Have you ever heard the saying “in a world full of Kardashians, be an Audrey (Hepburn)?”
When it comes to raising girls in today’s world, I am reassured that there are women in the aesthetics field that promote a graceful approach to aging that enhances natural inner and outer beauty—much like the iconic faces before this time. Yet, it’s nearly impossible to navigate this field if you haven’t first discovered a love for what makes you beautiful too.
Here, meet a local mother that has navigated this journey from every angle and every feminine feature.
Can you tell us about your journey to becoming an APRN-C and what motivated you to pursue this career?
Lauren Suttell: I knew from a young age that I wanted to do something that would directly impact and help others. My mom was a nurse and she was my initial inspiration by the way she cared and showed compassion for others and in the ways she would express her love to me and my brother and sister. She was a caregiver at heart, always putting those she loved before herself.
My father was a Prosthodontist (cosmetic dentist) in St. Petersburg for over 30 years and practiced independently the entire time. It wasn’t until I began my own medical practice that I realized his impact with where my career has taken me. Early in my nursing career I would have never imagined I would one day have a practice of my own.
Unfortunately, my siblings and I suffered the loss of both of our parents in the last 8 years, each of them passing away 9 months apart from one another. It was by far the hardest time of my life but I know that they are always with me and continue to inspire me as both a business owner and a nurse even in their absence.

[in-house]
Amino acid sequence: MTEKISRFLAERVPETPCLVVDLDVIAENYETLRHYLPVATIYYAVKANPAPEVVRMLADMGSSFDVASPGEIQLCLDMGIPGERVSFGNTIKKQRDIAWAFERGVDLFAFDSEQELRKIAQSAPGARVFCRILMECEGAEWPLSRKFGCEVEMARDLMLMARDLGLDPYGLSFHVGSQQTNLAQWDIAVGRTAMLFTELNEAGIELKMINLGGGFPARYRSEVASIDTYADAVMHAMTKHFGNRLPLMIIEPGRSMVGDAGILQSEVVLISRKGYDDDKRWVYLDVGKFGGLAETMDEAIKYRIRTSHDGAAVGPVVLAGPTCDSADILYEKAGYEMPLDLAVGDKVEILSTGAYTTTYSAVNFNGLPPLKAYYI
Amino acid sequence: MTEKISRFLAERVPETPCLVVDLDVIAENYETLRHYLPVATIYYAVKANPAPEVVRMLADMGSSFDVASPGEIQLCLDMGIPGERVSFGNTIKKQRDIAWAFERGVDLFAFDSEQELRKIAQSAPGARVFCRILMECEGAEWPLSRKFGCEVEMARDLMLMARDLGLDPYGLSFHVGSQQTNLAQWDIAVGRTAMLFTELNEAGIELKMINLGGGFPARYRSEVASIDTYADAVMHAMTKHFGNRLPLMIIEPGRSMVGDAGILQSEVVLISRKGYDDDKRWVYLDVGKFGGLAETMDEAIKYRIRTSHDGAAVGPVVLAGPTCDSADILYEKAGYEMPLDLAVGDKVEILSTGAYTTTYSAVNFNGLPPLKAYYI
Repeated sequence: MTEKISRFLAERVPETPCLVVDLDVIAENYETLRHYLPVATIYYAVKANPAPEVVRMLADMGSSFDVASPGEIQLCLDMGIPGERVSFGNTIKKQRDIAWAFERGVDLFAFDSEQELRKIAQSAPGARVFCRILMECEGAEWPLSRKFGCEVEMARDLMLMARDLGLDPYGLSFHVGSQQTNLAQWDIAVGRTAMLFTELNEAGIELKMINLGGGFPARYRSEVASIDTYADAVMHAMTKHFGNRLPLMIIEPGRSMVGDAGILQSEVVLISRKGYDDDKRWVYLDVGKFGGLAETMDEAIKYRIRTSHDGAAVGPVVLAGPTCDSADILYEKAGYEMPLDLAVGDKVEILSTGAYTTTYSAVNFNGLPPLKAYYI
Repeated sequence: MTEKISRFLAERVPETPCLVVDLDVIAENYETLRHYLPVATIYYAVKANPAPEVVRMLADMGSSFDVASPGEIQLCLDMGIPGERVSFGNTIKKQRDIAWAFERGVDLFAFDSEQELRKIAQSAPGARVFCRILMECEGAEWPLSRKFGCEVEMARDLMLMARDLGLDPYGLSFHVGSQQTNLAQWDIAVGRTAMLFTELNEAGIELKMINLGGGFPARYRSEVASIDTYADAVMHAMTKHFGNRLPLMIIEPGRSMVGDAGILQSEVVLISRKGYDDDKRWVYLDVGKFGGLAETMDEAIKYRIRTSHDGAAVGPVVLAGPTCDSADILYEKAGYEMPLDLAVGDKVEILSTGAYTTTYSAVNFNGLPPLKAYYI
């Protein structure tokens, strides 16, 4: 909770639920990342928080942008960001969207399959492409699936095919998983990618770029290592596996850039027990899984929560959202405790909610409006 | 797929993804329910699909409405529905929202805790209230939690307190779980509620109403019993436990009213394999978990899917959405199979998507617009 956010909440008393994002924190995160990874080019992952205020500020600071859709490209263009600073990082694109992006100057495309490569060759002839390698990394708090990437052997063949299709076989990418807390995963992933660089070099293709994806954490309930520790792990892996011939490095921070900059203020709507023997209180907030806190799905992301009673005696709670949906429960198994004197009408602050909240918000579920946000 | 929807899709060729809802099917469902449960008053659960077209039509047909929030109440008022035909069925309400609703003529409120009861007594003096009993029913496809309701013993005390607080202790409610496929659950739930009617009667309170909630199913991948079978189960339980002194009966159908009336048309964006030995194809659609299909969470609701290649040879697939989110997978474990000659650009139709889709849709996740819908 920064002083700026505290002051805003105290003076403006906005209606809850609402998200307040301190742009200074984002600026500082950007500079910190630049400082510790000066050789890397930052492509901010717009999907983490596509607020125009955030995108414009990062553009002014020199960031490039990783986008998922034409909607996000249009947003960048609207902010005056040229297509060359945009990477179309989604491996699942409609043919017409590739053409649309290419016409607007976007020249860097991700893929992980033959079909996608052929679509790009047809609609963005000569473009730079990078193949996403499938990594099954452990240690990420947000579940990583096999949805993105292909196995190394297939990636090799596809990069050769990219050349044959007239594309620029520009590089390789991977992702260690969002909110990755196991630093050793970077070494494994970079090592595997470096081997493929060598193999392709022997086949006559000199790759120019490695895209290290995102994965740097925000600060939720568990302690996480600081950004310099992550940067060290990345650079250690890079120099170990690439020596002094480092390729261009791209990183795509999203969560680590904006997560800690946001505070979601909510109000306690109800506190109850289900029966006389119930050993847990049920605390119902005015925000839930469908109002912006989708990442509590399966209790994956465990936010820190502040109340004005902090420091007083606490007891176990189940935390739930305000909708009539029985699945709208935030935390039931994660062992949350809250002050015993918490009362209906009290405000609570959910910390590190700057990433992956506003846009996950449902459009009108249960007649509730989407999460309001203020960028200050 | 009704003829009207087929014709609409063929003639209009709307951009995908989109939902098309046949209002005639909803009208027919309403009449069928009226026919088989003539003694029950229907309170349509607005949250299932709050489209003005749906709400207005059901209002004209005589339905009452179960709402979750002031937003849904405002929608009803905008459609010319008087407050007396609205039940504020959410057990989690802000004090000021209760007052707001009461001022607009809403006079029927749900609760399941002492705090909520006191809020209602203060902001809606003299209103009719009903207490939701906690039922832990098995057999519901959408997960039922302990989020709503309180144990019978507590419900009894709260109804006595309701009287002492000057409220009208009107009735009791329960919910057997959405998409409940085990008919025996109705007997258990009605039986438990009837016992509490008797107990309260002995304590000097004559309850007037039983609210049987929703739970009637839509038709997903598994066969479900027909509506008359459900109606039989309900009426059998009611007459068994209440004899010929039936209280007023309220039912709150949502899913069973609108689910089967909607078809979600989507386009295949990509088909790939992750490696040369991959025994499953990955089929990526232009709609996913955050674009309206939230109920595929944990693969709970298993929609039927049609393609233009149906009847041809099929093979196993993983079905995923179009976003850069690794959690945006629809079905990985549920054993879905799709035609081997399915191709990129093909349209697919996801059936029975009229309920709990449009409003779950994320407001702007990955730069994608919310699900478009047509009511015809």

You have created a very space for women to feel beautiful and confident. How does your personal philosophy reflect in your treatment approach and the services you offer?
Lauren Suttell: I begin all my visits with asking my patients what it is they love about themselves. It does not have to be a physical feature, but if they give me a physical feature as an answer, I then ask them what non-physical feature they love about themselves as well. By doing this, it opens the door to establishing a different level of relationship and often bleeds into discussing other areas of their lives that they may be struggling with.
People get so wrapped up in what “appears” to be beautiful, and everyone has a different definition of what they think is beautiful.
Personally, as a preteen/teen I suffered with obesity. I attended a school where I was bullied by fellow classmates as well as teachers (as sad as it is to say), and I remember feeling like I would never be “beautiful.” As one would fear, I did develop an eating disorder at the age of 14 and continued (discretely) for about 10 years afterwards.
For the longest time, I attributed my continual thinning hair to this. However, it was ultimately determined that I have androgenetic alopecia (a genetic predisposition for hair loss). Now, let’s talk about a beauty complex!